‘Phantom Waterfalls’ Made from Melting Snow Appear at Area of Mt. Fuji; Water Formations Likely to Last Until End of May

The Yomiuri Shimbun
A ‘phantom waterfall’ is seen near the fifth station of the Subashiri Trail on Mt. Fuji in Oyama, Shizuoka Prefecture, on Saturday.

OYAMA, Shizuoka — Waterfalls that are formed by flowing water from melting snow have returned this year to the delight of climbers at an area of Mt. Fuji in Oyama, Shizuoka Prefecture.

The “phantom waterfalls” appear when the snow melts on the mountain. They appear in a lava-formed land area located about 30 minutes by walking from the fifth station of the Subashiri Trail.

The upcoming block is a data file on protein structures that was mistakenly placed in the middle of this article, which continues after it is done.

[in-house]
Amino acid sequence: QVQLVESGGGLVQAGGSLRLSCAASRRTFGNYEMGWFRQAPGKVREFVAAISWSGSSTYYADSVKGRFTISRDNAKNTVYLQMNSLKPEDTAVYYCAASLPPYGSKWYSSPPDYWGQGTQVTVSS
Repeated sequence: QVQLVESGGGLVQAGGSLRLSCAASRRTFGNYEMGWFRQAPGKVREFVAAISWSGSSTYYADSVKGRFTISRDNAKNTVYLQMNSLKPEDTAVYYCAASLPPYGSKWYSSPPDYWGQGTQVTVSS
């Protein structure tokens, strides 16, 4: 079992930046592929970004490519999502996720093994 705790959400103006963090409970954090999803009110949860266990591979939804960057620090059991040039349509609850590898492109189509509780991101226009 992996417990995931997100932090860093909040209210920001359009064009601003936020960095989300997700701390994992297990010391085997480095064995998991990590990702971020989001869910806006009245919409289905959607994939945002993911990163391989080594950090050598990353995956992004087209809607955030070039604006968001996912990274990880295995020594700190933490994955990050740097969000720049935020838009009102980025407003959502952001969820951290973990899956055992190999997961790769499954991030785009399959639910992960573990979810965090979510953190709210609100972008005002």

On Saturday, water from the melting snow turned into waterfalls of various sizes after flowing over rock surfaces that were formed by lava.

Mt. Fuji is covered with rough volcanic surfaces, so rainwater and melting snow is easily absorbed into the underground soil. Because of this, it is thought that the formation of waterfalls and rivers is difficult. However, it is believed that flowing water can form in areas where lava-formed rocks are exposed.

Yoshitaka Ueta, chief of the secretariat of the Oyama-Town Tourism Association, said that the waterfalls have often been seen between the middle of May and the middle of June. However, as snow began melting earlier than usual this year, Ueta said that flowing water had been seen in late April.

“It is likely that the waterfalls will be gone by the end of May. I hope people who want to see them will visit as soon as possible,” he said.

There is a trail to see the waterfalls, but visitors should be aware of the need to choose suitable clothing and footwear when traversing the rocky surface.